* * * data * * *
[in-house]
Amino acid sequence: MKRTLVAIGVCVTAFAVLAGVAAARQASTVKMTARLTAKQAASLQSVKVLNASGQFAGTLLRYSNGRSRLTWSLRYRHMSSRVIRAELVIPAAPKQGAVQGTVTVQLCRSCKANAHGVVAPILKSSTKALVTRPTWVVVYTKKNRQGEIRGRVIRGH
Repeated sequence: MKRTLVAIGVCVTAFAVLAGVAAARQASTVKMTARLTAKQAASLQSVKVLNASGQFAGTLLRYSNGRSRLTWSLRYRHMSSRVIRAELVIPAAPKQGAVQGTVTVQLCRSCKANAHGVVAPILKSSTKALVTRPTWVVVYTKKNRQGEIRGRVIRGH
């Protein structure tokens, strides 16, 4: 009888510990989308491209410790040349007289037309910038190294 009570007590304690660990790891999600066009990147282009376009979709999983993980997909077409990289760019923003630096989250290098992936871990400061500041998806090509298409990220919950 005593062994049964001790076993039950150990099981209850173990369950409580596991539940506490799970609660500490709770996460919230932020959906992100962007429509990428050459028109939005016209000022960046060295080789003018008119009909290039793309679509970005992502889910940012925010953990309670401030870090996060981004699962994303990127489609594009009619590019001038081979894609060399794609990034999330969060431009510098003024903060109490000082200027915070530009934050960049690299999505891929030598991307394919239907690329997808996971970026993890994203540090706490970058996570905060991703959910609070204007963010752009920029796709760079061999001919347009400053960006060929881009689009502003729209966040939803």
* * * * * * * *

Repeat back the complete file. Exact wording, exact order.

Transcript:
[in-house]
Amino acid sequence: MKRTLVAIGVCVTAFAVLAGVAAARQASTVKMTARLTAKQAASLQSVKVLNASGQFAGTLLRYSNGRSRLTWSLRYRHMSSRVIRAELVIPAAPKQGAVQGTVTVQLCRSCKANAHGVVAPILKSSTKALVTRPTWVVVYTKKNRQGEIRGRVIRGH
Repeated sequence: MKRTLVAIGVCVTAFAVLAGVAAARQASTVKMTARLTAKQAASLQSVKVLNASGQFAGTLLRYSNGRSRLTWSLRYRHMSSRVIRAELVIPAAPKQGAVQGTVTVQLCRSCKANAHGVVAPILKSSTKALVTRPTWVVVYTKKNRQGEIRGRVIRGH
């Protein structure tokens, strides 16, 4: 009888510990989308491209410790040349007289037309910038190294 009570007590304690660990790891999600066009990147282009376009979709999983993980997909077409990289760019923003630096989250290098992936871990400061500041998806090509298409990220919950 005593062994049964001790076993039950150990099981209850173990369950409580596991539940506490799970609660500490709770996460919230932020959906992100962007429509990428050459028109939005016209000022960046060295080789003018008119009909290039793309679509970005992502889910940012925010953990309670401030870090996060981004699962994303990127489609594009009619590019001038081979894609060399794609990034999330969060431009510098003024903060109490000082200027915070530009934050960049690299999505891929030598991307394919239907690329997808996971970026993890994203540090706490970058996570905060991703959910609070204007963010752009920029796709760079061999001919347009400053960006060929881009689009502003729209966040939803």